As the old guard upgrade, newer producers have learned those same lessons and taken them to heart. Growers in the past 12-18 months quickly realized that the only smart way to address margin concerns over the long run is by making smart investments in fixtures and equipment right now. There are many lessons to learn for utilities, too. For instance, 4% of Denver’s energy demand comes from marijuana growers. With demand expected to more than double by 2023, both consumers and producers need to implement new ideas, new sources, and new standards to handle the load.
We’re working with growers to make their facilities as energy efficient as possible, plugging in innovative techniques to make the most out of heat byproducts, recycle humidity, and make each light fixture do more with less. Technology learns and adapts, empowering business owners to take data in real-time and make better decisions in their energy usage and get the most out of each crop.
Ready to grow? Let’s get after it!
As the national rolls into a new year, recreational marijuana legislation across the country has gone into effect. Thousands of people lined up for hours, even days, to be the first to purchase legal marijuana in Illinois. It was a similar story in Michigan, who saw legal weed sales take off in late 2019. Demand for safe, regulated, and legal pot is reflected in the prevalence of new laws legalizing the drug and the tens of thousands of people eager to buy.
But there’s more to that demand than just sales. Marijuana is an extremely energy-intensive crop, and as growers have multiplied and stepped up production, their energy footprint has grown, too. In 2018 alone, a recent study found that legal growers used up 1.1 million megawatt hours, the same amount of energy used by over 92,000 homes.
That’s just the start. With another half dozen states legalizing marijuana in 2020 and more states expecting to follow suit after elections this November, more and more growers will pop up across the country. With demand high and revenue flowing, current producers will increase their output as well. From 2017 to 2022, the electrical demand of legal marijuana growers is forecasted to increase by 162%.
Going forward, outdoor growers may have some advantages, provided they have a cooperative climate. Indoor growers use up nearly 18 times more electricity than outdoor per gram of weed grown. They also emit over 25 times the amount of carbon emissions. That’s because indoor growers rely heavily on artificial light, heaters, fans, and climate control systems to control humidity.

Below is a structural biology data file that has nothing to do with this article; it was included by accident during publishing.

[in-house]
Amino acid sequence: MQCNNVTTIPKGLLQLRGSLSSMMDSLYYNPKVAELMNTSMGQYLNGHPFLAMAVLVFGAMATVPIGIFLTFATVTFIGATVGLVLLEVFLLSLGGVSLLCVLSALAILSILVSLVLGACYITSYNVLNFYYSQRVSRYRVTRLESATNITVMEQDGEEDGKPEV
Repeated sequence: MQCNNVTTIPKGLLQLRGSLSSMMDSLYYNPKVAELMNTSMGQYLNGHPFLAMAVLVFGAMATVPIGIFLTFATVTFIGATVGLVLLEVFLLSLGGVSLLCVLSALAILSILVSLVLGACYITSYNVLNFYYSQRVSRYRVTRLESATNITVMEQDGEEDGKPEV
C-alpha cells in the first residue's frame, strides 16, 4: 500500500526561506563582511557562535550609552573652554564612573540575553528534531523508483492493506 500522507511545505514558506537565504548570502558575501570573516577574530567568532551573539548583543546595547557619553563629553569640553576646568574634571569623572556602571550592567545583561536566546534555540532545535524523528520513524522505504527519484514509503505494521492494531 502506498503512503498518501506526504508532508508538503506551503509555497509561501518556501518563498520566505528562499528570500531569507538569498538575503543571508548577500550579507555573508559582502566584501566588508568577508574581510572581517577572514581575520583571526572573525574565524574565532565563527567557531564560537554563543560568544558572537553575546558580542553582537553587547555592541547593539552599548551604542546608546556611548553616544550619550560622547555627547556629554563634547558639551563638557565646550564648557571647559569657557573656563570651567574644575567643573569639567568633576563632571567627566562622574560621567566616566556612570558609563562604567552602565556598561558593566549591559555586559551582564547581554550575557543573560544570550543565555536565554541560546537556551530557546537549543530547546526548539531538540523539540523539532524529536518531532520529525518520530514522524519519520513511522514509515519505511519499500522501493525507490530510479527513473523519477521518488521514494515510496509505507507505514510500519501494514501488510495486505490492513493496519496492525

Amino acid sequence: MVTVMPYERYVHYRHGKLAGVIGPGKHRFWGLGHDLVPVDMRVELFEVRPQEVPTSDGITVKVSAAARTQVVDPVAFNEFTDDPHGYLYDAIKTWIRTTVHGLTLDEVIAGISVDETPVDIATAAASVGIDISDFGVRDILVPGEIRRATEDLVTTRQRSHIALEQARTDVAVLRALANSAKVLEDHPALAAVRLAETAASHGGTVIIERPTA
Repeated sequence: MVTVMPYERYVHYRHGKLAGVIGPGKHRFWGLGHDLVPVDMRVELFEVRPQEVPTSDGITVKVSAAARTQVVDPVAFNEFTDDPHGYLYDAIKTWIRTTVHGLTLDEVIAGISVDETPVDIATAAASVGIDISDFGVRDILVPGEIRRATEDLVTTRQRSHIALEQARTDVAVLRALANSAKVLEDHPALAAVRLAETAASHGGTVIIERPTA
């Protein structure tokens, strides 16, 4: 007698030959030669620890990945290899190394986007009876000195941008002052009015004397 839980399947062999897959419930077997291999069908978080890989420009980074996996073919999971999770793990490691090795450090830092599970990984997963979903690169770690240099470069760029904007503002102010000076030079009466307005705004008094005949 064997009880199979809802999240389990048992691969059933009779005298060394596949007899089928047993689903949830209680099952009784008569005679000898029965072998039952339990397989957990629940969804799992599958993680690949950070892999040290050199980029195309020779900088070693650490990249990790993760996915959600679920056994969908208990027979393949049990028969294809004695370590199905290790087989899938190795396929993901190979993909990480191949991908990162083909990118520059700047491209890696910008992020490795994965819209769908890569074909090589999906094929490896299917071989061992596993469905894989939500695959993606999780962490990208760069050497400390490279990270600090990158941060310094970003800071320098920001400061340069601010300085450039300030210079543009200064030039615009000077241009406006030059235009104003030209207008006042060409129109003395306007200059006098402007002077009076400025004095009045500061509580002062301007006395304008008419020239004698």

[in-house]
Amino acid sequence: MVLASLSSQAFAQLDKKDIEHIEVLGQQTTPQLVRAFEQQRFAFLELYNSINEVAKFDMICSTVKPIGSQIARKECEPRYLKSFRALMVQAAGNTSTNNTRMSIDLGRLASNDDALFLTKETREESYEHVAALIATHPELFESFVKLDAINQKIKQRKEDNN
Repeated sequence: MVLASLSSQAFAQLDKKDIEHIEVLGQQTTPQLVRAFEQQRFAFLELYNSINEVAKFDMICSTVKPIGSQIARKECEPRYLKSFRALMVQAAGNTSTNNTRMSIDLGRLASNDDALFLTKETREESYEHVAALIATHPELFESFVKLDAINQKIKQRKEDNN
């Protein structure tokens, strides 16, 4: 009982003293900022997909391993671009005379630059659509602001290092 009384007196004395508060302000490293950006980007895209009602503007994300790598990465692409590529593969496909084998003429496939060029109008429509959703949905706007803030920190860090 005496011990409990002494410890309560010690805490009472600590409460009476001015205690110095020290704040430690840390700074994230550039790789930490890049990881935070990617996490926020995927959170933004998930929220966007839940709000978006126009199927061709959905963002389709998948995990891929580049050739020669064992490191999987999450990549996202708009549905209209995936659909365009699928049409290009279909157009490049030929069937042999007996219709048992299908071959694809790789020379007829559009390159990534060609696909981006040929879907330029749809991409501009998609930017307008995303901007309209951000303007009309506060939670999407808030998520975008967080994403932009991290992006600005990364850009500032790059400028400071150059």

In Michigan, there’s already an interest in regulating just how much energy a grower can use. For now, the state doesn’t even mandate reporting of energy consumption by growers. There are no Michigan laws to monitor or track energy use, a measure that Illinois did include when it legalized marijuana.
There’s a drawback to that lack of oversight, too. It’s the perfect opportunity to offer incentives and tax breaks to growers who do invest in efficient and responsible practices. By encouraging metered energy use, both private and public entities have the opportunity to invest in the most efficient firms who, as a result, will be the most competitive and successful in the long-term.
And that might be incentive enough. As more growers enter the market, the industry is going to get more and more competitive, and energy efficiency is going to offer the best way to reduce costs and maintain the current retail margin. We’re already working on reducing energy use, carbon emissions, and improving crop yields for both indoor and outdoor growing facilities in the Midwest. Tomorrow’s winners will be firms that invested in efficiency early; be one of the smart ones.
One of the most exciting elements of the new and growing cannabis industry is that we can build it right from the ground up. Around the country, more and more companies are seeking sustainable solutions to ensure a more responsible, competitive, and green future in the marijuana industry. Continue reading “Cannabis Industry Invests In Green From The Ground Up”
Congress just opened the started gates for the cannabis industry. For years, cannabis businesses have largely relied on private funding and investing to grow their business. The lack of protection for banks severely stymied growth; those days are over. Continue reading “SAFE Banking Bill Moves Through House”